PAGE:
Export (0) Print
Expand All
0 out of 3 rated this helpful - Rate this topic

Client Security and SQL Server 2005

Published: December 16, 2009

Applies To: Forefront Client Security

Client Security uses SQL Server 2005 to store information reported from the managed computers in the organization. Client Security uses two databases to store data:

  • Client Security collection database (also called the MOM OnePoint database)

  • Client Security reporting database (also called the MOM SystemCenterReporting database)

These databases are created during Client Security server setup. On the Component Installation page of the Setup wizard, you select the Collection database and Reporting server and reporting database components. Later in the wizard, on the Collection Database page and the Reporting Database page, you specify the server name of the computer running SQL Server for each database. Server setup connects to these computers running SQL Server and creates the respective database.

Client Security database locations

The Client Security databases use the value of the SQL Server default database location when determining the location for the database and transaction log files for both the collection and reporting databases. For information about database and log file placement, see "Disk considerations" in Tuning Client Security database components in the Client Security Performance and Scalability Guide (http://go.microsoft.com/fwlink/?LinkID=89667). If you need to place these databases in a location other than the installation path of SQL Server, you need to modify this setting on the collection database server and the reporting database server.

To change the default location for SQL Server databases and log files
  1. Start Microsoft SQL Server Management Studio.

  2. In Object Explorer, right-click ServerName, and then click Properties.

  3. In the Server Properties dialog box, under Select a page, click Database Settings.

  4. Under Database default locations, enter the paths for the data and log locations, and then click OK.

The Client Security databases are used for short term (collection database) and long term (reporting database) storage of data (including events, alerts, and definition update information) from managed computers. Additionally, they store:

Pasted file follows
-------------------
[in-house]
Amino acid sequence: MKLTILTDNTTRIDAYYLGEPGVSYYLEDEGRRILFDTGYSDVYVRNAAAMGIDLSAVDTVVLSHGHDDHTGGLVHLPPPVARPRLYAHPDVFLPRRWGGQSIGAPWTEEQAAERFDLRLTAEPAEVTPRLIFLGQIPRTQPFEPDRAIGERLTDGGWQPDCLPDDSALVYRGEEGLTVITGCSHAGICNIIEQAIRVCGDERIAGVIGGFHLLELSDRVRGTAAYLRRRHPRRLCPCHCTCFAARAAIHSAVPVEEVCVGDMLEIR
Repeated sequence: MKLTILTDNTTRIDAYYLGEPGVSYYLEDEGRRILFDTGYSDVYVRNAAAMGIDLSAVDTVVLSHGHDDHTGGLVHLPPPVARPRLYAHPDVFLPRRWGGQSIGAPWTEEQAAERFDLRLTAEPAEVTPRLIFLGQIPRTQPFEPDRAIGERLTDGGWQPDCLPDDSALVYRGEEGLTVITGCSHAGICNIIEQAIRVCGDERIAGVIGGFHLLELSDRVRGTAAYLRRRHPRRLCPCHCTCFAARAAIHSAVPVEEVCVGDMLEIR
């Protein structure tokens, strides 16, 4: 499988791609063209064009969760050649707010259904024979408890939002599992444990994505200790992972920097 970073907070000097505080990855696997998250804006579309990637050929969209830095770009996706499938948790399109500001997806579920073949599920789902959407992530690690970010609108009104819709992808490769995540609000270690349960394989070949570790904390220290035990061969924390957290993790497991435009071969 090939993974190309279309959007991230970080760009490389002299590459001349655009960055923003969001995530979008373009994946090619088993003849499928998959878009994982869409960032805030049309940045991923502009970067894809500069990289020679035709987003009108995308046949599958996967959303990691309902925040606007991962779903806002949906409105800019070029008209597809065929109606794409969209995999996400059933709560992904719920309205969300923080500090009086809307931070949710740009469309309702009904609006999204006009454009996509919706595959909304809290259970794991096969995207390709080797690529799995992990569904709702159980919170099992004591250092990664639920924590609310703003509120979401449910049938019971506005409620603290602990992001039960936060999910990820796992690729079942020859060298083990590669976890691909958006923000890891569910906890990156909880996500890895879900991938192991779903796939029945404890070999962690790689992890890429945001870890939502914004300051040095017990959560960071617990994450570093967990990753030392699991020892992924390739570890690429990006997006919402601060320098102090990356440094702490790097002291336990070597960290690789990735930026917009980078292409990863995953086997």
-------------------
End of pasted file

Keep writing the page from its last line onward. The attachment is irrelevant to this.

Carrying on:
• Information (from the definition updates) about threats and malware.

  • Information (created by the Client Security administrator) about the Client Security policies.

  • Additional MOM configuration information, such as MOM management pack configuration and computer information.

SQL Server data flow

Client Security agents send events and alerts to the Client Security collection server. The collection server runs Windows Server 2003 and the Client Security–optimized version of MOM 2005.

Data from agents is received by the Client Security collection server and placed in the server's inbound data queue. The collection server then passes the data to the collection database server.

After the data has been passed to the computer running SQL Server, the data is written first to the transaction log file for the collection database. SQL Server 2005 uses transactions logs to maintain the integrity of SQL Server databases. Data submitted to SQL Server is first written to the transaction log as a complete transaction. After the data transaction has been completely written to the transaction log, the data is written to the database itself. This database write procedure guarantees the integrity of your data. The entire transaction is either committed to the database or no data is written to the database.

The purpose of the collection database is short-term reporting. After data is written to the collection database, it stays there for four days. After the fourth day, it is transferred to the reporting database and removed, or groomed, from the collection database. This data transfer from the collection database to the reporting database is performed by a SQL Server DTS job.

The following diagram illustrates the data flow from the Client Security agent to the collection server and then, via the DTS job, to the reporting server.